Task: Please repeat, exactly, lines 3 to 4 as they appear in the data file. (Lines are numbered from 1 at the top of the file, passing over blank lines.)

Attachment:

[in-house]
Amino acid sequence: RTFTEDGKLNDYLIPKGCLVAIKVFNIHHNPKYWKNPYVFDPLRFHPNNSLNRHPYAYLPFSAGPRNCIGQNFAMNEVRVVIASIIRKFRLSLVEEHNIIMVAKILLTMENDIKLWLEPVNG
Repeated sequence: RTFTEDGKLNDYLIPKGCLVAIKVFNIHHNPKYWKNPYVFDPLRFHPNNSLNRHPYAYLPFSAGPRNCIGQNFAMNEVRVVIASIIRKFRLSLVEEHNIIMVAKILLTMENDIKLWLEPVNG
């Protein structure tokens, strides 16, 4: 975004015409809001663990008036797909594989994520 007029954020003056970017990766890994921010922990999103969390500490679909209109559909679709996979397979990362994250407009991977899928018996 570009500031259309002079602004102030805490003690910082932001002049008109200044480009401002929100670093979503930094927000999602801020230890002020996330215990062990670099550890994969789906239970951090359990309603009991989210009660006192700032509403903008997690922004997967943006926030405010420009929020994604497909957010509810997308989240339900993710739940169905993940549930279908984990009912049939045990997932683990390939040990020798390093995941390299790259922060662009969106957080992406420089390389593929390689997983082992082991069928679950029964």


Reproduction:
Repeated sequence: RTFTEDGKLNDYLIPKGCLVAIKVFNIHHNPKYWKNPYVFDPLRFHPNNSLNRHPYAYLPFSAGPRNCIGQNFAMNEVRVVIASIIRKFRLSLVEEHNIIMVAKILLTMENDIKLWLEPVNG
């Protein structure tokens, strides 16, 4: 975004015409809001663990008036797909594989994520 007029954020003056970017990766890994921010922990999103969390500490679909209109559909679709996979397979990362994250407009991977899928018996 570009500031259309002079602004102030805490003690910082932001002049008109200044480009401002929100670093979503930094927000999602801020230890002020996330215990062990670099550890994969789906239970951090359990309603009991989210009660006192700032509403903008997690922004997967943006926030405010420009929020994604497909957010509810997308989240339900993710739940169905993940549930279908984990009912049939045990997932683990390939040990020798390093995941390299790259922060662009969106957080992406420089390389593929390689997983082992082991069928679950029964």